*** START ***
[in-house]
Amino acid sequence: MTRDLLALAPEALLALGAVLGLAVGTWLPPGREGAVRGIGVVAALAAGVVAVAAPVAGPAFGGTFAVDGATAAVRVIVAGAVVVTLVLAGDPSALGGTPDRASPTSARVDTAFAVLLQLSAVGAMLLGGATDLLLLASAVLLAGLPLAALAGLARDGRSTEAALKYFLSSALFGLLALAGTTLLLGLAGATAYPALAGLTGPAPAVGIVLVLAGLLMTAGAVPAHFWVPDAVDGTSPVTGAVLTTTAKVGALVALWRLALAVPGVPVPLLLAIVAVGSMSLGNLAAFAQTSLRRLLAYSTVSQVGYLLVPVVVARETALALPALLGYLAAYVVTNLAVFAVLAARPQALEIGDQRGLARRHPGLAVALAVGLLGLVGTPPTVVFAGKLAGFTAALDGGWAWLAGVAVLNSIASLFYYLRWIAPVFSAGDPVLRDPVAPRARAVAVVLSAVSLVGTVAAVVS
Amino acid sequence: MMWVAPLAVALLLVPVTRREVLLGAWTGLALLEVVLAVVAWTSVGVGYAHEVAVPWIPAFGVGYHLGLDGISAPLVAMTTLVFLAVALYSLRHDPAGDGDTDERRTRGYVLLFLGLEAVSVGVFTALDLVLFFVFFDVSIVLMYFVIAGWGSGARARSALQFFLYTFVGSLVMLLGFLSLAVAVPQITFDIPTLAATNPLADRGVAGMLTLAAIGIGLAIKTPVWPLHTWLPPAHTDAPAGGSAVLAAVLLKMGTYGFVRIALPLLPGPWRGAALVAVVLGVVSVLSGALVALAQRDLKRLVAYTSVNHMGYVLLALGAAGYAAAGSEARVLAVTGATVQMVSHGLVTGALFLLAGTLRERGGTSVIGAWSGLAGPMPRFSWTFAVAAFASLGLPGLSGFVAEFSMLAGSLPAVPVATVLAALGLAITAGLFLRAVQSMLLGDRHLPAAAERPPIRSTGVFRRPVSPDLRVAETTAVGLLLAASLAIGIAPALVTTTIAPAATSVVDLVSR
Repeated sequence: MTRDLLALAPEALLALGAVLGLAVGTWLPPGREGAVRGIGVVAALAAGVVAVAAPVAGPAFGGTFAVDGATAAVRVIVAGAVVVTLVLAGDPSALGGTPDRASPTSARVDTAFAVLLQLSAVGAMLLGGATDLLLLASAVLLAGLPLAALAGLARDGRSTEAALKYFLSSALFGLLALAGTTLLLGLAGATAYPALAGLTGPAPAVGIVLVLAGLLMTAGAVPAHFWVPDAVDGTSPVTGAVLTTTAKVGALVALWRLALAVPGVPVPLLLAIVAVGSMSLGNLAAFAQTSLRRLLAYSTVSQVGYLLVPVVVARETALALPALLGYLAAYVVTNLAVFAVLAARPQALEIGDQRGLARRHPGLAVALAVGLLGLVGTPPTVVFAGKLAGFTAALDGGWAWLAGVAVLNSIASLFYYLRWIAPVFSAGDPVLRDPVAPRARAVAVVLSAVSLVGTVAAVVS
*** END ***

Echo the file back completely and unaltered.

[in-house]
Amino acid sequence: MTRDLLALAPEALLALGAVLGLAVGTWLPPGREGAVRGIGVVAALAAGVVAVAAPVAGPAFGGTFAVDGATAAVRVIVAGAVVVTLVLAGDPSALGGTPDRASPTSARVDTAFAVLLQLSAVGAMLLGGATDLLLLASAVLLAGLPLAALAGLARDGRSTEAALKYFLSSALFGLLALAGTTLLLGLAGATAYPALAGLTGPAPAVGIVLVLAGLLMTAGAVPAHFWVPDAVDGTSPVTGAVLTTTAKVGALVALWRLALAVPGVPVPLLLAIVAVGSMSLGNLAAFAQTSLRRLLAYSTVSQVGYLLVPVVVARETALALPALLGYLAAYVVTNLAVFAVLAARPQALEIGDQRGLARRHPGLAVALAVGLLGLVGTPPTVVFAGKLAGFTAALDGGWAWLAGVAVLNSIASLFYYLRWIAPVFSAGDPVLRDPVAPRARAVAVVLSAVSLVGTVAAVVS
Amino acid sequence: MMWVAPLAVALLLVPVTRREVLLGAWTGLALLEVVLAVVAWTSVGVGYAHEVAVPWIPAFGVGYHLGLDGISAPLVAMTTLVFLAVALYSLRHDPAGDGDTDERRTRGYVLLFLGLEAVSVGVFTALDLVLFFVFFDVSIVLMYFVIAGWGSGARARSALQFFLYTFVGSLVMLLGFLSLAVAVPQITFDIPTLAATNPLADRGVAGMLTLAAIGIGLAIKTPVWPLHTWLPPAHTDAPAGGSAVLAAVLLKMGTYGFVRIALPLLPGPWRGAALVAVVLGVVSVLSGALVALAQRDLKRLVAYTSVNHMGYVLLALGAAGYAAAGSEARVLAVTGATVQMVSHGLVTGALFLLAGTLRERGGTSVIGAWSGLAGPMPRFSWTFAVAAFASLGLPGLSGFVAEFSMLAGSLPAVPVATVLAALGLAITAGLFLRAVQSMLLGDRHLPAAAERPPIRSTGVFRRPVSPDLRVAETTAVGLLLAASLAIGIAPALVTTTIAPAATSVVDLVSR
Repeated sequence: MTRDLLALAPEALLALGAVLGLAVGTWLPPGREGAVRGIGVVAALAAGVVAVAAPVAGPAFGGTFAVDGATAAVRVIVAGAVVVTLVLAGDPSALGGTPDRASPTSARVDTAFAVLLQLSAVGAMLLGGATDLLLLASAVLLAGLPLAALAGLARDGRSTEAALKYFLSSALFGLLALAGTTLLLGLAGATAYPALAGLTGPAPAVGIVLVLAGLLMTAGAVPAHFWVPDAVDGTSPVTGAVLTTTAKVGALVALWRLALAVPGVPVPLLLAIVAVGSMSLGNLAAFAQTSLRRLLAYSTVSQVGYLLVPVVVARETALALPALLGYLAAYVVTNLAVFAVLAARPQALEIGDQRGLARRHPGLAVALAVGLLGLVGTPPTVVFAGKLAGFTAALDGGWAWLAGVAVLNSIASLFYYLRWIAPVFSAGDPVLRDPVAPRARAVAVVLSAVSLVGTVAAVVS